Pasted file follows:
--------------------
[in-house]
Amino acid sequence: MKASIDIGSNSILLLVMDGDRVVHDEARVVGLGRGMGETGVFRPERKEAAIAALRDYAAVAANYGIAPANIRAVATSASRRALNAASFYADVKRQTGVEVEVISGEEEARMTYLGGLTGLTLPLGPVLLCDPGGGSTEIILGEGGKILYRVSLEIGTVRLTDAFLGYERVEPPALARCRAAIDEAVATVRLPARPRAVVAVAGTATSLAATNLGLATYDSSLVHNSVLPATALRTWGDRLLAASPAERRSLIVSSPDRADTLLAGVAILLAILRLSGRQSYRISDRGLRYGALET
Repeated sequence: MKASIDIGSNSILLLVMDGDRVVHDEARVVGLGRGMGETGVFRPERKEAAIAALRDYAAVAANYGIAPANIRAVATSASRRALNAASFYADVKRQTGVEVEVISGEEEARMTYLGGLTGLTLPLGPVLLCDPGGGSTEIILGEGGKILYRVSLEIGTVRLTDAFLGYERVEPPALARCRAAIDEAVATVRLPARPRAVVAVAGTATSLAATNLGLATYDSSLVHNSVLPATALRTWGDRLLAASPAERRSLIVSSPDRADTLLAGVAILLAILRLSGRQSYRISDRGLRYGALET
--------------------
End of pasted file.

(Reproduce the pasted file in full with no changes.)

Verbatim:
[in-house]
Amino acid sequence: MKASIDIGSNSILLLVMDGDRVVHDEARVVGLGRGMGETGVFRPERKEAAIAALRDYAAVAANYGIAPANIRAVATSASRRALNAASFYADVKRQTGVEVEVISGEEEARMTYLGGLTGLTLPLGPVLLCDPGGGSTEIILGEGGKILYRVSLEIGTVRLTDAFLGYERVEPPALARCRAAIDEAVATVRLPARPRAVVAVAGTATSLAATNLGLATYDSSLVHNSVLPATALRTWGDRLLAASPAERRSLIVSSPDRADTLLAGVAILLAILRLSGRQSYRISDRGLRYGALET
Repeated sequence: MKASIDIGSNSILLLVMDGDRVVHDEARVVGLGRGMGETGVFRPERKEAAIAALRDYAAVAANYGIAPANIRAVATSASRRALNAASFYADVKRQTGVEVEVISGEEEARMTYLGGLTGLTLPLGPVLLCDPGGGSTEIILGEGGKILYRVSLEIGTVRLTDAFLGYERVEPPALARCRAAIDEAVATVRLPARPRAVVAVAGTATSLAATNLGLATYDSSLVHNSVLPATALRTWGDRLLAASPAERRSLIVSSPDRADTLLAGVAILLAILRLSGRQSYRISDRGLRYGALET